She paid her time for the crime.
“I was 17-years-old when it happened,” says Rock Island resident Heather Poston. “I’m 29-years-old with three kids that I do have to support.”
For Heather, her passion is bartending.
“I’m good at it. I like it. I’m a people’s person,” says Poston.
But she lost her job after it came to light she was in violation of a city ordinance. It’s because she was convicted for a non-violent felony more than 12 years ago.
“I just felt that that was an unjust ordinance,” says Poston.
The law stated that any convicted felon in Rock Island, no matter what the crime, could not have a job as a bartender for the 15 years following their conviction, a time span Heather felt was unfair.
“If we judged everybody based on one mistake that they made, we wouldn't be able to trust anybody,” says Poston.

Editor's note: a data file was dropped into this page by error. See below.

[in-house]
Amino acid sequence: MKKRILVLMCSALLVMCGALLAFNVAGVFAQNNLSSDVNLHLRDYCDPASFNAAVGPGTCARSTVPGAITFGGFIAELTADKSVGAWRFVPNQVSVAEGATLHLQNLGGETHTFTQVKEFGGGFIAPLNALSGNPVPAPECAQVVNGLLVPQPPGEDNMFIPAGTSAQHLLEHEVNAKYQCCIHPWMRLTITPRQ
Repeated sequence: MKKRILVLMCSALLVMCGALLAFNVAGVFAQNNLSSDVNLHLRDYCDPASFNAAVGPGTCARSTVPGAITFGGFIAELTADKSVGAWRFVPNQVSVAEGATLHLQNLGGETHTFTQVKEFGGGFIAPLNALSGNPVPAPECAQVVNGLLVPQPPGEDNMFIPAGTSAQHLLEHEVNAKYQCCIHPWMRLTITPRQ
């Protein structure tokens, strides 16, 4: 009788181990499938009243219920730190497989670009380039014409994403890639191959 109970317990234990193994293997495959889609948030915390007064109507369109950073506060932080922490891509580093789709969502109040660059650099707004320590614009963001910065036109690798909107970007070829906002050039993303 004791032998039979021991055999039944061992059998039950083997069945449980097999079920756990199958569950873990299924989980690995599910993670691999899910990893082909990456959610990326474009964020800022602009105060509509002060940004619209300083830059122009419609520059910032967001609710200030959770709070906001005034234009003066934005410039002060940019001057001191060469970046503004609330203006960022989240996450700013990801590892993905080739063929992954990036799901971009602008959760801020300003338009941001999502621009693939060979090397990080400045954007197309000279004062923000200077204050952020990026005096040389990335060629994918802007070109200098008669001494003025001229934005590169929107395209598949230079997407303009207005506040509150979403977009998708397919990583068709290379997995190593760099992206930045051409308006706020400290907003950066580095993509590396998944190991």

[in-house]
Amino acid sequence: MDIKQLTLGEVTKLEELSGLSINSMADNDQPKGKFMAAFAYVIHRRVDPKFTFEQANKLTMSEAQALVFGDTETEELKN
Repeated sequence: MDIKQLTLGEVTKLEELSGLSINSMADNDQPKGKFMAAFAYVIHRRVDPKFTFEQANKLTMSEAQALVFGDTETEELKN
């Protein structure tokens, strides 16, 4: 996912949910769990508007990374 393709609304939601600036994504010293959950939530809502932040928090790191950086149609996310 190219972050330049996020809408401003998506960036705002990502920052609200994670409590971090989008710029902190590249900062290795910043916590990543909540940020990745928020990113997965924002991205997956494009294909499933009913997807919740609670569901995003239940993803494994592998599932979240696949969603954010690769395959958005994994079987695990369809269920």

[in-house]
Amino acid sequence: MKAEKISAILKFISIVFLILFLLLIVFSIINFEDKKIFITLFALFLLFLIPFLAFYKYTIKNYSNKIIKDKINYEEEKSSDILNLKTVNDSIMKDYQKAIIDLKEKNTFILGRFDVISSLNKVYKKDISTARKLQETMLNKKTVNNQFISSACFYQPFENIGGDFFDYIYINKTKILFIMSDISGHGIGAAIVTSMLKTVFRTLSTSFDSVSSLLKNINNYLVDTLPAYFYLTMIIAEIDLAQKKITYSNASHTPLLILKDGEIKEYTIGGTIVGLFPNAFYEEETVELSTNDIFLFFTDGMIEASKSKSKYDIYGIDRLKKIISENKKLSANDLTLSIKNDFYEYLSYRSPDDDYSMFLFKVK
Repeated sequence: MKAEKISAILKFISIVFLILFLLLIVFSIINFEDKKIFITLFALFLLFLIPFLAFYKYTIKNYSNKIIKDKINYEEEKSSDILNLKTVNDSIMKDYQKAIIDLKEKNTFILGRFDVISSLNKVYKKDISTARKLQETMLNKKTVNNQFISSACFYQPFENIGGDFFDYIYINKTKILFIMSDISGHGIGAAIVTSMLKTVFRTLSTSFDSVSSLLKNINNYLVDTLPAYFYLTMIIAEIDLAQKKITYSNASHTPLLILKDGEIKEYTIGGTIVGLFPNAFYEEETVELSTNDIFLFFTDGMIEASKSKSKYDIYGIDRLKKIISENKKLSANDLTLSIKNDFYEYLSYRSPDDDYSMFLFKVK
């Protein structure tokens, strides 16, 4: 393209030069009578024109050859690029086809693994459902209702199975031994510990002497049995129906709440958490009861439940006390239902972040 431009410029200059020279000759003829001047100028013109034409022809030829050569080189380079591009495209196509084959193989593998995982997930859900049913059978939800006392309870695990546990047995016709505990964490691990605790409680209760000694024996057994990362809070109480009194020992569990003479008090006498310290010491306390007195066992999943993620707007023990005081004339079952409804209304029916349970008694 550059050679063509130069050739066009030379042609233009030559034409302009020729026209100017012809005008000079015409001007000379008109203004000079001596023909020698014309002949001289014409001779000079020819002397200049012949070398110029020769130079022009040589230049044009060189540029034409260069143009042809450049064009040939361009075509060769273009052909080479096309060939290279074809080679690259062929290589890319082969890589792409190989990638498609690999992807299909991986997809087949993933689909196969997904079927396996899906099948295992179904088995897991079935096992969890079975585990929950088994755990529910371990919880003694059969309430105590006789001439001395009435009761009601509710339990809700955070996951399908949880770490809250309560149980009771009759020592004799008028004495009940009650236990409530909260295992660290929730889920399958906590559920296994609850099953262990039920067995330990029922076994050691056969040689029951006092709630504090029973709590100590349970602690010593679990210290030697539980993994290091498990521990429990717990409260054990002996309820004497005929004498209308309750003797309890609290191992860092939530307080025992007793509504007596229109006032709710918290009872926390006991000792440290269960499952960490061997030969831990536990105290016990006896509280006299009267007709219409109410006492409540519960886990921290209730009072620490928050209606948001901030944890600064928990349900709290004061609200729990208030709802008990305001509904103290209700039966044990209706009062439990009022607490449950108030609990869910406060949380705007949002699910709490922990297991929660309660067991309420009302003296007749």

But the Rock Island City Council voted unanimously amend that ordinance.
“If you shoplift $300 worth, that’s a felony. So should you have to pay for 15 years for that felony when you haven’t had any problems in between?” says Rock Island Mayor Dennis E. Pauley.
They mayor also serves as the liquor commissioner for Rock Island. Under the new ordinance, convicted felons are able to write him a letter making their case to bartend.
“Then we would look at that. We would have the police investigate it and see if they have had any problems since that time,” says Mayor Pauley. “They deserve a second chance. They haven’t done really anything bad against anybody.”
Heather watched and listened as, one by one, each alderman showed their support for a change in the law and a big change in her life.
“It’s overwhelming because one person can make a difference,” says Poston. “It only takes one voice to change something that you feel is unjust. It only takes one.”